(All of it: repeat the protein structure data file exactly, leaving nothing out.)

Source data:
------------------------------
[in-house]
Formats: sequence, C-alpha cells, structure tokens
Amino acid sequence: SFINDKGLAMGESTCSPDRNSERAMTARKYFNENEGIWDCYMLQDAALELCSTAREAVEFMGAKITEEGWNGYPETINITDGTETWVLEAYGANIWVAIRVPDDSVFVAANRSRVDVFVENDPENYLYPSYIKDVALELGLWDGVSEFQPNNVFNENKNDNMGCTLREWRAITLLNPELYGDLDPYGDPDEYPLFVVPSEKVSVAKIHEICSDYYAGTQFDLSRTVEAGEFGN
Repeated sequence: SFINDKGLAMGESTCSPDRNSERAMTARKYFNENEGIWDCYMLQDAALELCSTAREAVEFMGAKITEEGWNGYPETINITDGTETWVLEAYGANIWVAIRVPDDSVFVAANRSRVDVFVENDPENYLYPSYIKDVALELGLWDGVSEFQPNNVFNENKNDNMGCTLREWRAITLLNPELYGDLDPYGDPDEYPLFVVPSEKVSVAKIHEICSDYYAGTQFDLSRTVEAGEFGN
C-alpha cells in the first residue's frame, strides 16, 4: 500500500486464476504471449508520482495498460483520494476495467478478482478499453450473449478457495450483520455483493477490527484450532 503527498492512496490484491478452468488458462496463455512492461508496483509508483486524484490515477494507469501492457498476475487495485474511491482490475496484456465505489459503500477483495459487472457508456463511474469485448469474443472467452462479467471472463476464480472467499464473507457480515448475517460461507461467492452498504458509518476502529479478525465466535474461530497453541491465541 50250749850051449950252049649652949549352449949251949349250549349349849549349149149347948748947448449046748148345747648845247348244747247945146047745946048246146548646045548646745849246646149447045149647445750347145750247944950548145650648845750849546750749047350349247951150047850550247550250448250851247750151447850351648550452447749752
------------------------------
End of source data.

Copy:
[in-house]
Formats: sequence, C-alpha cells, structure tokens
Amino acid sequence: SFINDKGLAMGESTCSPDRNSERAMTARKYFNENEGIWDCYMLQDAALELCSTAREAVEFMGAKITEEGWNGYPETINITDGTETWVLEAYGANIWVAIRVPDDSVFVAANRSRVDVFVENDPENYLYPSYIKDVALELGLWDGVSEFQPNNVFNENKNDNMGCTLREWRAITLLNPELYGDLDPYGDPDEYPLFVVPSEKVSVAKIHEICSDYYAGTQFDLSRTVEAGEFGN
Repeated sequence: SFINDKGLAMGESTCSPDRNSERAMTARKYFNENEGIWDCYMLQDAALELCSTAREAVEFMGAKITEEGWNGYPETINITDGTETWVLEAYGANIWVAIRVPDDSVFVAANRSRVDVFVENDPENYLYPSYIKDVALELGLWDGVSEFQPNNVFNENKNDNMGCTLREWRAITLLNPELYGDLDPYGDPDEYPLFVVPSEKVSVAKIHEICSDYYAGTQFDLSRTVEAGEFGN
C-alpha cells in the first residue's frame, strides 16, 4: 500500500486464476504471449508520482495498460483520494476495467478478482478499453450473449478457495450483520455483493477490527484450532 503527498492512496490484491478452468488458462496463455512492461508496483509508483486524484490515477494507469501492457498476475487495485474511491482490475496484456465505489459503500477483495459487472457508456463511474469485448469474443472467452462479467471472463476464480472467499464473507457480515448475517460461507461467492452498504458509518476502529479478525465466535474461530497453541491465541 50250749850051449950252049649652949549352449949251949349250549349349849549349149149347948748947448449046748148345747648845247348244747247945146047745946048246146548646045548646745849246646149447045149647445750347145750247944950548145650648845750849546750749047350349247951150047850550247550250448250851247750151447850351648550452447749752